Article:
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Higher benefits ‘don’t reduce wish to work’

The researchers concluded that cultural and demographic factors have a greater impact on the lives of jobless people. Picture: PA

The researchers concluded that cultural and demographic factors have a greater impact on the lives of jobless people. Picture: PA

  • by CLARE CARSWELL
 

HIGH levels of benefits for the unemployed do not lead to a lack of motivation to find work, a Scottish study has found.

The well-being of unemployed ­people is not bolstered by the level of benefit they ­receive, ­according to the report, which was published by the University of Edinburgh.

Researchers compared how unemployment affected ­people’s life satisfaction in 28 countries – all European Union countries and Norway – and found there was no over-riding trend for satisfaction to increase with benefit levels.

Dr Jan Eichhorn, of the ­University of Edinburgh’s School of Social and ­Political ­Science, who wrote the ­report, said: “Those who claim that greater unemployment ­benefits lead to less motivation for ­people to seek employment should think again.

“For most people, it is not the degree of state provisions that determines how they ­personally feel about the ­experience of being unemployed. ­“Unemployment does not just result in a loss of income but also a change in social ­position – that is perceived differently in different societies.”

By using data from Eurostat, the central statistics office of the European Commission, and the European Values Study, it was found that some of the ­countries with the most generous benefits have the greatest loss in life ­satisfaction for their unemployed, and vice versa.

For example, Luxembourg and Finland are in the top 25 per cent for unemployment benefits expenditure yet have high ­levels of dissatisfaction in people ­without jobs.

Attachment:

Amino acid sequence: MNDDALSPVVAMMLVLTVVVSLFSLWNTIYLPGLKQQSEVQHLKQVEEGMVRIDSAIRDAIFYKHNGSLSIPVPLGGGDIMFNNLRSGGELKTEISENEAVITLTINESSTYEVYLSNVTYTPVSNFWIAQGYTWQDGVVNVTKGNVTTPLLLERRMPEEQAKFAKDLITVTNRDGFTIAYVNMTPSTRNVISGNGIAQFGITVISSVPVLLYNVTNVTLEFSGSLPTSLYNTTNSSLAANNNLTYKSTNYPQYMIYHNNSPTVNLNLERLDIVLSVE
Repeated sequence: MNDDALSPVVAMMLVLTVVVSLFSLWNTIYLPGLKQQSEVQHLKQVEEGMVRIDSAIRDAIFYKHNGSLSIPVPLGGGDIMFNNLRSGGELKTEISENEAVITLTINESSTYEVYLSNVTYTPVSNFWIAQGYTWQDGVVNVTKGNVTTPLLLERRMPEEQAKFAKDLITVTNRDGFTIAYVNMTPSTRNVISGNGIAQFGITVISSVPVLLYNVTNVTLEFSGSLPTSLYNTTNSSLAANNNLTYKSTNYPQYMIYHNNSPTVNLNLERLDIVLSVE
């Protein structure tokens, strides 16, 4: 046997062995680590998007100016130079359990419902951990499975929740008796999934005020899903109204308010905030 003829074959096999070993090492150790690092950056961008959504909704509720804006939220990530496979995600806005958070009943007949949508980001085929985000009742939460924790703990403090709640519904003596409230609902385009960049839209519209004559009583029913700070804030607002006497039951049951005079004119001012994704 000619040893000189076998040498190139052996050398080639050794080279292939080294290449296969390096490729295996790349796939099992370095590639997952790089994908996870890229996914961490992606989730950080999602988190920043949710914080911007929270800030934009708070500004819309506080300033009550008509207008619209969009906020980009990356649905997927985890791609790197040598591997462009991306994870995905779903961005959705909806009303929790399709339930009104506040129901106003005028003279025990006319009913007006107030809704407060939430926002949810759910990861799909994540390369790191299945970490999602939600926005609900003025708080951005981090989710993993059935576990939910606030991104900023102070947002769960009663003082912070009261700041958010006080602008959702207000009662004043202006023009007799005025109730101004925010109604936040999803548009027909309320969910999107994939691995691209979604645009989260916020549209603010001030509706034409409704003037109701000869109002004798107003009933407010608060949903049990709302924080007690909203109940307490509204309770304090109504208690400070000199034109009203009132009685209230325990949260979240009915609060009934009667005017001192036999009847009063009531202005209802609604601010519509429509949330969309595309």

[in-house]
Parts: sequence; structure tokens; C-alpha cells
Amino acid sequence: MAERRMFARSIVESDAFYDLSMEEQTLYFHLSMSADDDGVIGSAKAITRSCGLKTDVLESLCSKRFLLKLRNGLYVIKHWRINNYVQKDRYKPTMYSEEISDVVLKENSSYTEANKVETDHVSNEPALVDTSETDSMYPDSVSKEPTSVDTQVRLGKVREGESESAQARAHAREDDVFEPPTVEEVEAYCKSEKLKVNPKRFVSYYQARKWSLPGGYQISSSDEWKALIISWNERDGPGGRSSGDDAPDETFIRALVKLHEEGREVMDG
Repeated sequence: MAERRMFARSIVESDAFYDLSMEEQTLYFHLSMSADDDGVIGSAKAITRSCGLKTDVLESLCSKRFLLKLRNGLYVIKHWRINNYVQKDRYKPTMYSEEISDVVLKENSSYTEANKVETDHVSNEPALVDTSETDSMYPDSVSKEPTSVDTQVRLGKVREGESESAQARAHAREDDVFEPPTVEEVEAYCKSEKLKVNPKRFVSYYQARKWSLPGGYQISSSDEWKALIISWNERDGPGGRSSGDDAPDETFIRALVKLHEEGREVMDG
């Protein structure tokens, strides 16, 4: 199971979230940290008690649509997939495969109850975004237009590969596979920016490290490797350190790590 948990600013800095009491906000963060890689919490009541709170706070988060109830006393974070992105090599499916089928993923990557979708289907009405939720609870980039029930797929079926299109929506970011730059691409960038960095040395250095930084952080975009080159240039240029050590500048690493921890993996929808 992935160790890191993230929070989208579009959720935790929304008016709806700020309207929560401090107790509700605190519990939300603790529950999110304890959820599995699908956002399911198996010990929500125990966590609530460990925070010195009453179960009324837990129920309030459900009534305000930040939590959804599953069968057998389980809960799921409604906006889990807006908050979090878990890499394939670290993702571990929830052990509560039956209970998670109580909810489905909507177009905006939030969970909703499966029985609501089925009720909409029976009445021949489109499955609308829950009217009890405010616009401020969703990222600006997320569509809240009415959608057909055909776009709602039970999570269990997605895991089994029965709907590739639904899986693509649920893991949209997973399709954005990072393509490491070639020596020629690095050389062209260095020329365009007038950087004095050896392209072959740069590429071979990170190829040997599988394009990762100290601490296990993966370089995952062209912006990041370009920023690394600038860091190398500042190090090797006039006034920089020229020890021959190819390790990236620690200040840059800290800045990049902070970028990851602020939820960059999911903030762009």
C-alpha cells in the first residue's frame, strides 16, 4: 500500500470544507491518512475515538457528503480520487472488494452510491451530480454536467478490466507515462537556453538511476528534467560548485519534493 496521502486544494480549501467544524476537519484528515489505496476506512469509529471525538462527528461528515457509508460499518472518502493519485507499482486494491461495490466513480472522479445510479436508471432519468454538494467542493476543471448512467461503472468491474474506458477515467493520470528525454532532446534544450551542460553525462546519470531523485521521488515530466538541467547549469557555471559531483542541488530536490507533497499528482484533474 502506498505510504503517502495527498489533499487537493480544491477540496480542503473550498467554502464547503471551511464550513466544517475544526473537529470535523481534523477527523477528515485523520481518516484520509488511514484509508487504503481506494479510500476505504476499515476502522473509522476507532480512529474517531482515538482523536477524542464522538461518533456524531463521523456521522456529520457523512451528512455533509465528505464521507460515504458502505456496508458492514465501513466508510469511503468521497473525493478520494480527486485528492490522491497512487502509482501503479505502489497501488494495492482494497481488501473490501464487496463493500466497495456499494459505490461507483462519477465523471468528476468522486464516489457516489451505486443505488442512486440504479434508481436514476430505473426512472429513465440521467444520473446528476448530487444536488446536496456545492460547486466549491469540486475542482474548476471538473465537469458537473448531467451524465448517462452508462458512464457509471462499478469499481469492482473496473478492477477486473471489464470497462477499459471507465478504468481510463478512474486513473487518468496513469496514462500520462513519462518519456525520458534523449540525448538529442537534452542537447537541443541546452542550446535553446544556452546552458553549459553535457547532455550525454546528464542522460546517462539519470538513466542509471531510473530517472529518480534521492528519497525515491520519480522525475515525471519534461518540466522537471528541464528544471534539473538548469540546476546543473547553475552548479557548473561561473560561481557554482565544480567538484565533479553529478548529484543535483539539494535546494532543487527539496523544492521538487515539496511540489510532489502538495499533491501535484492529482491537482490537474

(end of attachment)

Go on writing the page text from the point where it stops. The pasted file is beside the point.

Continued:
The reverse is true for ­Romania and ­Poland, which are in the ­bottom 25 per cent for benefit provision while unemployed people in those countries are among the least ­affected.

The researchers ­concluded that cultural and demographic factors have a greater impact on the lives of jobless people, such as having no job in a country that has a proportionally older population and fewer people at working age. Other factors highlighted by the report as having a negative impact on personal well-being were high inflation levels and income inequality.

The country with the highest level of dissatisfied unemployed ­people was Germany, with a rate that was 50 per cent higher than second-placed Hungary.

The UK is ranked in the mid 50 per cent for the level of ­benefits provided to the country’s unemployed and is ranked as 18th for the extent of loss in life satisfaction of the jobless.

Population ageing is a long-term trend that began several decades ago in the EU, characterised by the proportions of young and working-age people in a country falling and older people increasing.

In the most recent studies, working-age people accounted for two thirds of the population across the EU, while under-15s made up 15.6 per cent and those aged 65 and over 17.5 per cent.

However, figures show ­Germany bucked the trend with the highest proportion of older citizens and the lowest share of under-15s.

Predictions suggest the ­average age of people in the EU will rise from 41.2 to 47.6 years old by 2060, with the population of working age declining steadily and older people ­accounting for an ever-increasing share of the total population.

Income inequality is the ­economic gap between a country’s wealthiest and poorest ­people and has been growing over the last ten years, particularly in developed countries where historically it had been more contained. According to statistics from the Organisation for Economic Development and Cooperation, disparities tend to be lower in northern Europe, with Slovenia, Denmark and Norway leading the rankings with the lowest levels of inequality between households.

SEE ALSO:

UK government benefits cap ‘not working’ - report

 

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